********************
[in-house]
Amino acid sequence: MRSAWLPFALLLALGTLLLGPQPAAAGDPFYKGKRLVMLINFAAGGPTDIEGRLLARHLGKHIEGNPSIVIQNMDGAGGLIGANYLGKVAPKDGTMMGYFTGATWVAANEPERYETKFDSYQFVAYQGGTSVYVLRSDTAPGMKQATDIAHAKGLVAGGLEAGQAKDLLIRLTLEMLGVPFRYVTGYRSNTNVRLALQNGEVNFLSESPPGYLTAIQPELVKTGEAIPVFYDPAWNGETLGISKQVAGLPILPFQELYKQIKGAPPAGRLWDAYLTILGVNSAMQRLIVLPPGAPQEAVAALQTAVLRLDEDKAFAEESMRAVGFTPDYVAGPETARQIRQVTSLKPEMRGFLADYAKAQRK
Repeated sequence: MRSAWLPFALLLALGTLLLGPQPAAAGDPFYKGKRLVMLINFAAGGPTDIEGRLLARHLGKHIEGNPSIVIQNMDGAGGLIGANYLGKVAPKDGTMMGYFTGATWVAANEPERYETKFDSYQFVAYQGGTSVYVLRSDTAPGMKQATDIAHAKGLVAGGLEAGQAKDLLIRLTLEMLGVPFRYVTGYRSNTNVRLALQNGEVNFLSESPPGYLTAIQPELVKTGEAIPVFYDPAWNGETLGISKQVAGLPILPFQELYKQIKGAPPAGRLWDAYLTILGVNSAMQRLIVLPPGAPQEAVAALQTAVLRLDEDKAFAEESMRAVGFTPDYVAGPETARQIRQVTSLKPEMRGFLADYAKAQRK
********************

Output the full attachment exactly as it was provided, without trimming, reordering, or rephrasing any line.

[in-house]
Amino acid sequence: MRSAWLPFALLLALGTLLLGPQPAAAGDPFYKGKRLVMLINFAAGGPTDIEGRLLARHLGKHIEGNPSIVIQNMDGAGGLIGANYLGKVAPKDGTMMGYFTGATWVAANEPERYETKFDSYQFVAYQGGTSVYVLRSDTAPGMKQATDIAHAKGLVAGGLEAGQAKDLLIRLTLEMLGVPFRYVTGYRSNTNVRLALQNGEVNFLSESPPGYLTAIQPELVKTGEAIPVFYDPAWNGETLGISKQVAGLPILPFQELYKQIKGAPPAGRLWDAYLTILGVNSAMQRLIVLPPGAPQEAVAALQTAVLRLDEDKAFAEESMRAVGFTPDYVAGPETARQIRQVTSLKPEMRGFLADYAKAQRK
Repeated sequence: MRSAWLPFALLLALGTLLLGPQPAAAGDPFYKGKRLVMLINFAAGGPTDIEGRLLARHLGKHIEGNPSIVIQNMDGAGGLIGANYLGKVAPKDGTMMGYFTGATWVAANEPERYETKFDSYQFVAYQGGTSVYVLRSDTAPGMKQATDIAHAKGLVAGGLEAGQAKDLLIRLTLEMLGVPFRYVTGYRSNTNVRLALQNGEVNFLSESPPGYLTAIQPELVKTGEAIPVFYDPAWNGETLGISKQVAGLPILPFQELYKQIKGAPPAGRLWDAYLTILGVNSAMQRLIVLPPGAPQEAVAALQTAVLRLDEDKAFAEESMRAVGFTPDYVAGPETARQIRQVTSLKPEMRGFLADYAKAQRK